Background: Warfarin for the prevention of non-valvular atrial fibrillation (AF)-related thromboembolic stroke in patients on maintenance haemodialysis is controversial. Despite the exclusion of haemodialysis patients in randomised control trials, the American Heart Association/American College of Cardiology has recommended warfarin in high-risk AF patients.
Aims: To retrospectively examine the utility of warfarin anticoagulation therapy in our prevalent haemodialysis patients over 10 years of follow up.
Methods: Eligible patients were retrospectively identified and stratified to two cohorts based on whether warfarin was prescribed. The outcomes of interest were ischaemic stroke, haemorrhagic stroke and death from any cause. Rate ratio and Cox proportional hazard regression model were used to compare the differences in outcome between the two cohorts. The Kaplan–Meier method was used to analyse survival.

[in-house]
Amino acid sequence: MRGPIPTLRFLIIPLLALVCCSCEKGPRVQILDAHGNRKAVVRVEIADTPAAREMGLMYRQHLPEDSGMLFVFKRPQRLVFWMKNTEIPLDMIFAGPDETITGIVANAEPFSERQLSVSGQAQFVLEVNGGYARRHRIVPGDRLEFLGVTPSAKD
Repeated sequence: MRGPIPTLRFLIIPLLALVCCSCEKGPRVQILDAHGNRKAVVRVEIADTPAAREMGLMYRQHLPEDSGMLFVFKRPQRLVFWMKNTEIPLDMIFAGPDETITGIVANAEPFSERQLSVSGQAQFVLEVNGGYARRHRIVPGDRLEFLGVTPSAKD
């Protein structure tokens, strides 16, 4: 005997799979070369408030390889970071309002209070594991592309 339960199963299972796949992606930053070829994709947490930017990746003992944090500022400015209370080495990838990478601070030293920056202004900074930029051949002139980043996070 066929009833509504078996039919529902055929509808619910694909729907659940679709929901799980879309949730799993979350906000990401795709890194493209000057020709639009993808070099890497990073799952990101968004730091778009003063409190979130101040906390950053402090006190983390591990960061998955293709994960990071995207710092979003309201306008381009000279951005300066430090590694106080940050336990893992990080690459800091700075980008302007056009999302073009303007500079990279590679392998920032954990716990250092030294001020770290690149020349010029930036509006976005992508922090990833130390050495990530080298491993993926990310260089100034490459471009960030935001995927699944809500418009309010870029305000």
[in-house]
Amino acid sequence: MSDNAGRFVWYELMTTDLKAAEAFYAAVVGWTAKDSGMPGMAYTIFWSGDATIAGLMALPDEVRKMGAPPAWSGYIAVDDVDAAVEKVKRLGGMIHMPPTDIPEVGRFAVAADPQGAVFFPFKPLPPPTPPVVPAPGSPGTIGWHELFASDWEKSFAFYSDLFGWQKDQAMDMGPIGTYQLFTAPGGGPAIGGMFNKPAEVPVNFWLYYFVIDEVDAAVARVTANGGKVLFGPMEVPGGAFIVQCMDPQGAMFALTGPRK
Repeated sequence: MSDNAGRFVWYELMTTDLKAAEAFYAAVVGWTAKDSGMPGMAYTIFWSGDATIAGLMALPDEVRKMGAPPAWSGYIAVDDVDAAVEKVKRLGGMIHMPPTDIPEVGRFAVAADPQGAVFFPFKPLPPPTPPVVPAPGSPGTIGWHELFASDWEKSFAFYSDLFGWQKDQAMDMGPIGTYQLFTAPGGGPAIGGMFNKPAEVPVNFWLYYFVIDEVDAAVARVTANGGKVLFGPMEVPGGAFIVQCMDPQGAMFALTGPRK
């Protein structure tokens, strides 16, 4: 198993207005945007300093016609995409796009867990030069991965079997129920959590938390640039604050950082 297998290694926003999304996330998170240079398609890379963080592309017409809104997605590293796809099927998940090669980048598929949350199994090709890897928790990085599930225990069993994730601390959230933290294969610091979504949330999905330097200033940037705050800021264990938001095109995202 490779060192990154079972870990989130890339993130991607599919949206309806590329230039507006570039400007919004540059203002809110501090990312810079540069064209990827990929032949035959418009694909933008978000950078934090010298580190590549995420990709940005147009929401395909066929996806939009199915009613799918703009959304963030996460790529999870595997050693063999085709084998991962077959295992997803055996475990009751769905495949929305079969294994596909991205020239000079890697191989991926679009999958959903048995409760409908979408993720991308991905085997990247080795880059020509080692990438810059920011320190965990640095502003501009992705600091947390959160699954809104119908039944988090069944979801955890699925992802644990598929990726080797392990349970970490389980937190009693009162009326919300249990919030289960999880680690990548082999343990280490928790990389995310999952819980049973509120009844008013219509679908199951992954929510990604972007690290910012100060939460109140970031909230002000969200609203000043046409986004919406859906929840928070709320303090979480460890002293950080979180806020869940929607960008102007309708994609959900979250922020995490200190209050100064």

Results: Three ischaemic strokes and four haemorrhagic strokes occurred in the unexposed group of 166 patients over 484.44 patient-years of follow up. One ischaemic stroke and no cases of haemorrhagic stroke occurred in the exposed warfarin group of 16 patients over 39.32 patient-years of follow up. Eighty-seven percent of patients in both groups were indigenous. More than 90% of each cohort had a CHA2DS2-VaSc score ≥2. One hundred and one deaths, 90 in the unexposed group and 11 in the warfarin group, occurred in the follow-up period. A non-statistically significant trend towards increasing mortality was observed in the warfarin group (hazard ratio = 1.63; P = 0.13).
Conclusion: This retrospective study of prevalent haemodialysis patients with co-existing history of non-valvular AF failed to demonstrate sufficient evidence for the routine use of warfarin for prophylaxis of thromboembolic stroke.